Regardless of your threshold for navigating change, its push and pull, disruption, and uncertainty can span from exciting to exhausting to frustrating, potentially clouding your judgment.

Being able to self-regulate can help you learn how to temper your nerves, impulses, reactions, and behaviors when you’re feeling triggered or out of sorts. Equally important is understanding what affects you negatively so you can adopt strategies to circumvent and bounce back if you fall off track or act in a way that no longer serves you or the situation.

Balance isn’t a permanent state; it requires continual awareness and tweaking.

Your mind and body are interconnected and automatically impacted by each other. Because your system is dynamic and responsive to what is happening in and around you, how you’re feeling is constantly changing.

Remaining calm and grounded during—inner or outer—conflict is complicated. Even unmet physical needs affect your state of mind, like being hungry or tired, and when under pressure, you can quickly go into “survival mode.”

The more you pay attention to what’s happening inside of you, the more you can pause and assess a situation versus falling victim to your instinctual behavioral patterns and defenses. Communicating with yourself can help you work through opposing thoughts to remain level-headed and objective.

Resilience implies that you can adapt and adjust.

Just because something is right for one person doesn’t mean it’s right for you, which is why knowing yourself is vital. Appreciating, accepting, and relating to all aspects of yourself is crucial for your well-being.

The American Psychological Association defines resilience as:

“The process and outcome of successfully adapting to difficult or challenging life experiences, especially through mental, emotional, and behavioral flexibility and adjustment to external and internal demands.”

When you’re resilient, you focus on what you have agency over to foster a brighter attitude while reflecting on challenges. Although you have no control over someone else’s beliefs or behaviors, you do not need to be impacted, swayed, or succumb to their way of being. Instead, you can create distance between you and them and turn your attention and energy on yourself.

To guide you, here are five ways you can ride out your emotional waves and self-regulate amid change and chaos:

Exercise your mind and body.

Release the chatter in your mind through breathing or stepping away from what’s bothering you. Take a few minutes to pause, reflect, and gain a fresh perspective. Listen to music, meditate, walk, or reach out to a trusted loved one or friend. Anything that helps you to align internally and feel like you. Sit, lie, or get up. Change your position and change your outlook.

Choose how you want to show up.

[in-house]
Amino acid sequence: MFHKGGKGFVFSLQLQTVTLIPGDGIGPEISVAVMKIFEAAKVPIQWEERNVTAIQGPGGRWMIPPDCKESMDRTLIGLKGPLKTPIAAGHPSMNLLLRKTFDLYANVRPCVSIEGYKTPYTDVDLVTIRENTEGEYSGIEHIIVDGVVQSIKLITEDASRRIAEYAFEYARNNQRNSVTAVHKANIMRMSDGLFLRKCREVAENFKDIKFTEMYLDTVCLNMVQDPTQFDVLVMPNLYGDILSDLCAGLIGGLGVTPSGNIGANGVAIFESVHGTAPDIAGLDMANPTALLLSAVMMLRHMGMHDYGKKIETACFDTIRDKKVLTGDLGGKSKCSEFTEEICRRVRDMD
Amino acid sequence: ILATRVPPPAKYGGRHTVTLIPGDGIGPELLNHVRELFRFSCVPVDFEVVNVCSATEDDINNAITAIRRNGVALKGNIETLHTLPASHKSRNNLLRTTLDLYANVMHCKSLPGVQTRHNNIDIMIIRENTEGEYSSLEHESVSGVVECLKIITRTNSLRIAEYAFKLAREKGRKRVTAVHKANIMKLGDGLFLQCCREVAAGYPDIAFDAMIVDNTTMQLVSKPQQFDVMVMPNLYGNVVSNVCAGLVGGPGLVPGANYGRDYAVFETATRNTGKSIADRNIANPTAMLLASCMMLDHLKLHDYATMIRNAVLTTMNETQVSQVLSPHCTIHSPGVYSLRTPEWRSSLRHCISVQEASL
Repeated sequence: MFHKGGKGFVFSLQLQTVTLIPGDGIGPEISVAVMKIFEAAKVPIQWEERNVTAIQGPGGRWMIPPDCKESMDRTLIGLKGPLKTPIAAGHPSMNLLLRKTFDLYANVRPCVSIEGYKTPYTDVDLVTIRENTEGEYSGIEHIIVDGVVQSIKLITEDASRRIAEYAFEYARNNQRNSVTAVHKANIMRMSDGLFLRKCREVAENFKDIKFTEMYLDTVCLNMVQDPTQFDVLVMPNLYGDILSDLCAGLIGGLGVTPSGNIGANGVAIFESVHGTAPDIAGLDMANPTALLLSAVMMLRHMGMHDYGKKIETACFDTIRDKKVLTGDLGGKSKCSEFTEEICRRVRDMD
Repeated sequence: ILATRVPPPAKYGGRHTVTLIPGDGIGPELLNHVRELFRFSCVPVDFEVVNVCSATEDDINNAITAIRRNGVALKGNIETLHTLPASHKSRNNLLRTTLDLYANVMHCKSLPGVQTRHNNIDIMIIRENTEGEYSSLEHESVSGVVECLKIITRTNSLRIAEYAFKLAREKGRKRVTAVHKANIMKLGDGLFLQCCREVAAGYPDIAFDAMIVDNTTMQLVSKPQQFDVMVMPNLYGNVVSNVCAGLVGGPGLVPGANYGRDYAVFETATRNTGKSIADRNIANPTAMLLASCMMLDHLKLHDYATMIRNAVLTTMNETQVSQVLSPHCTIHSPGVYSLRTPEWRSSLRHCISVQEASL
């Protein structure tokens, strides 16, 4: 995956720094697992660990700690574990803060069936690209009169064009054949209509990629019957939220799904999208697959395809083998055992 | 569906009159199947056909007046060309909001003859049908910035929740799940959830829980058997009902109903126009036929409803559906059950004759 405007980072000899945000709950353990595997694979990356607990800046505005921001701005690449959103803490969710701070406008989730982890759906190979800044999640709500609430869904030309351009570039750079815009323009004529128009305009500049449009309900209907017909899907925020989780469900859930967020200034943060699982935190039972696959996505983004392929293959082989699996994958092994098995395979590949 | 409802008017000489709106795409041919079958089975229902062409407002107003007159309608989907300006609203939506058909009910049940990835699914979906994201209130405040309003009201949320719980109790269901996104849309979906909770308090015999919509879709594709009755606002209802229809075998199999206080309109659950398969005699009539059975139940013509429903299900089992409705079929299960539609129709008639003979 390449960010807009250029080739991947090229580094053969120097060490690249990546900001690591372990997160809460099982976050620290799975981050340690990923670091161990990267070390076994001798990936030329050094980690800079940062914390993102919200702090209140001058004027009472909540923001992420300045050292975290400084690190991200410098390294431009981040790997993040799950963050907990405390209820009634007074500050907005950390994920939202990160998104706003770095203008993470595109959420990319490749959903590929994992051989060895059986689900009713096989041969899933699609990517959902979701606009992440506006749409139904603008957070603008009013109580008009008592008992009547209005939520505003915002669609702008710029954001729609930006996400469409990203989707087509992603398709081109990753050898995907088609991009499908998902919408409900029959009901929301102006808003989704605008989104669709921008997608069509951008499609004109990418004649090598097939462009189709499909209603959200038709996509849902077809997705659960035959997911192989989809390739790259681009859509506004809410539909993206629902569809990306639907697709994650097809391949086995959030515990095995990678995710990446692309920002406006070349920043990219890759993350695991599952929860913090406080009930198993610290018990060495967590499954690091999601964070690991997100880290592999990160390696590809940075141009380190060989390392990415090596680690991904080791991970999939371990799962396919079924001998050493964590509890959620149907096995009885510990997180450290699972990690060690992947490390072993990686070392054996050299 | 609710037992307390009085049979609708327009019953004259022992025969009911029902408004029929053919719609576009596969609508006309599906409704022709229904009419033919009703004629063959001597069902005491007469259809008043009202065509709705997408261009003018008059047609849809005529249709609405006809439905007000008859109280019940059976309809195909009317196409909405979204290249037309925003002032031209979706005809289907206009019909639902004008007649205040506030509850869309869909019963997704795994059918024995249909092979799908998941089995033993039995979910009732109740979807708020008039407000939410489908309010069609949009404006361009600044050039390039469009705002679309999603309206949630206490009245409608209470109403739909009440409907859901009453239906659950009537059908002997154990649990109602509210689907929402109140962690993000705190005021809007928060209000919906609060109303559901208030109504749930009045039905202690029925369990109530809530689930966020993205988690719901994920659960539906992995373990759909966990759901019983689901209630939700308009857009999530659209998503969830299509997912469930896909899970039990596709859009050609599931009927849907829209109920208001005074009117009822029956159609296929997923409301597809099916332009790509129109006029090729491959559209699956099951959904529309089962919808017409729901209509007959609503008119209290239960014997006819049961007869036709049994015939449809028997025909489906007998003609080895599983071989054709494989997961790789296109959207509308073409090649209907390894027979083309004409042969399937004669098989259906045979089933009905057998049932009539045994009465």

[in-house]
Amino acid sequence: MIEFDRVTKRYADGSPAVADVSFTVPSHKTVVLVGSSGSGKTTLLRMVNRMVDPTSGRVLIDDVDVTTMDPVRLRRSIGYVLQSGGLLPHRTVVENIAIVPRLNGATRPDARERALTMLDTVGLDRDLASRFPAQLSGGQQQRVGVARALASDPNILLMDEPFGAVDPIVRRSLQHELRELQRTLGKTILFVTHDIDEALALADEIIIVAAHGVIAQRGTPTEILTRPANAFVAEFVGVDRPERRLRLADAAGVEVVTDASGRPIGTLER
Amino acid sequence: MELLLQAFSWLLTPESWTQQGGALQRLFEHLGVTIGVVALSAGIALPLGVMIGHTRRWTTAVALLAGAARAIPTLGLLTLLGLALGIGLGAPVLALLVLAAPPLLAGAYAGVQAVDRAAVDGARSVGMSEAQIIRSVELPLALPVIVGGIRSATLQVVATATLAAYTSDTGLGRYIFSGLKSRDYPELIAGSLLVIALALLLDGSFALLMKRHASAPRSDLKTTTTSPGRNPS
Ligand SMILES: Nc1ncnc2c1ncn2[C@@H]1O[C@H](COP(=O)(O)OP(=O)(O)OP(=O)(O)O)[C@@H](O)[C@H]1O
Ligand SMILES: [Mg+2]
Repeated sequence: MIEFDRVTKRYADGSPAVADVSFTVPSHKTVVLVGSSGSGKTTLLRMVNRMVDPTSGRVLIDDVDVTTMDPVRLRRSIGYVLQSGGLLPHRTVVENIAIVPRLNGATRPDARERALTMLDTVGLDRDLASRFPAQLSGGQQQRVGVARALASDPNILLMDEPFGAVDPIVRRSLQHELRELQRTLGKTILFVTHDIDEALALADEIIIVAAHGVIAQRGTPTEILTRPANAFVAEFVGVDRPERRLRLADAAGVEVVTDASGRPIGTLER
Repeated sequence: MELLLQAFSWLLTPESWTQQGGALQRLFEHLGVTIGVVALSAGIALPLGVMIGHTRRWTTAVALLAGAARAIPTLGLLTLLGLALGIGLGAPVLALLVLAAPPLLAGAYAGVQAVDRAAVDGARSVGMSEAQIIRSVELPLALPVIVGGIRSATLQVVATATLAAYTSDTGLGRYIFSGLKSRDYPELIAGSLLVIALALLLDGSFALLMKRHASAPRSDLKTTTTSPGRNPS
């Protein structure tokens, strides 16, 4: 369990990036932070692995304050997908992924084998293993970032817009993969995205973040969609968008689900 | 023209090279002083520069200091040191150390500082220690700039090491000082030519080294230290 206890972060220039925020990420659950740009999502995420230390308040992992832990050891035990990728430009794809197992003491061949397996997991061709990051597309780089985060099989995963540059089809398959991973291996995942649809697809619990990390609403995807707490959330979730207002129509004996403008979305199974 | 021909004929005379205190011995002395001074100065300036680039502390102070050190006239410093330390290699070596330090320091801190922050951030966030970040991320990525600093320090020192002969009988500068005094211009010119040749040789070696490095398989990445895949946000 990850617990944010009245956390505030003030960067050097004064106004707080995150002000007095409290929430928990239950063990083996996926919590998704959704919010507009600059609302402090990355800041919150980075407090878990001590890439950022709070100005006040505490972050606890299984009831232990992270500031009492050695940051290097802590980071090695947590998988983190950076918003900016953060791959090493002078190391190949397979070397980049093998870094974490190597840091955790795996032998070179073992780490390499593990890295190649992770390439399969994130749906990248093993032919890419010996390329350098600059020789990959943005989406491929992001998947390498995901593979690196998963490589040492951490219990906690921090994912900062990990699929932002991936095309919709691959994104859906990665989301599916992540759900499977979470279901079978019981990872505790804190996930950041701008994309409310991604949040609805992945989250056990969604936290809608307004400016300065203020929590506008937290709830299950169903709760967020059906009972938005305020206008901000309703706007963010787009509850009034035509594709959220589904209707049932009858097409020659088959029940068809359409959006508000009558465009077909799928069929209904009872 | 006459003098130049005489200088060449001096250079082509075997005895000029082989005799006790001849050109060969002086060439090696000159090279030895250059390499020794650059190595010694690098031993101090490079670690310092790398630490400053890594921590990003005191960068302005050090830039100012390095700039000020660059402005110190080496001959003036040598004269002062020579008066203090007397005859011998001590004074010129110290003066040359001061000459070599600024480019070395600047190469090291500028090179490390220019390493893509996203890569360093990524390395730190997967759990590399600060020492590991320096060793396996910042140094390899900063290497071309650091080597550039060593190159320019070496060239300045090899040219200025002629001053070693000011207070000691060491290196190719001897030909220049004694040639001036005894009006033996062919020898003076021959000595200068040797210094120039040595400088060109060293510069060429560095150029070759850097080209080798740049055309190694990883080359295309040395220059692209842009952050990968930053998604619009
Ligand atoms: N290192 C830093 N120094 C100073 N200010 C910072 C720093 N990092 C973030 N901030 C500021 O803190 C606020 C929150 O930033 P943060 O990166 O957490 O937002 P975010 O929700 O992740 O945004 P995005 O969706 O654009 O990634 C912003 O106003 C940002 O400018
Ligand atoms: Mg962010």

Setting a daily intention empowers you to prioritize what’s most important to you. If you’re feeling unmotivated, exhausted, or overwhelmed, reaching for a better thought can help you center on what is going right (or not so bad). If you’re thinking, “I have to…” out of obligation or commitment, alter your perspective to “I get to…,” and be grateful for what you can do.

Discern between “yours” and “others.”

It’s easy to absorb other people’s energy, behaviors, and language. When you’re unsettled, evaluate what’s coming from you versus what’s coming from those around you, and refrain from picking up their negative vibe or attitude. Instead, embrace your leadership potential and extend kindness by giving them the space or a “friendly ear” they may need.

Let go of the need to be correct.

Some people thrive in debates and arguments, while others prefer avoiding conflict and finding harmony in discussions. Try to use the mantra “I’d rather be happy than right,” and remove yourself from a conversation that has turned into a ping-pong game of who’s more right. Also, you can suggest “Let’s agree to disagree” to move on from the topic.

Set clear boundaries.

In a world full of many demands, you may get sidetracked and delay aspirations in support of others. A critical step in taking care of yourself is blocking out the time to do so. This means prioritizing and setting up the necessary boundaries and giving as much time to yourself as you would to someone else.

A shift in mindset begins with new concepts.

As a lifelong student, certified professional coach, and consultant, self-reflection and activating the best in others through self-leadership, interpersonal relations, and team dynamics are passions of mine. My approach is personalized and customized, tapping into various assessments, disciplines, modalities, and techniques. To learn more, schedule a call with me.

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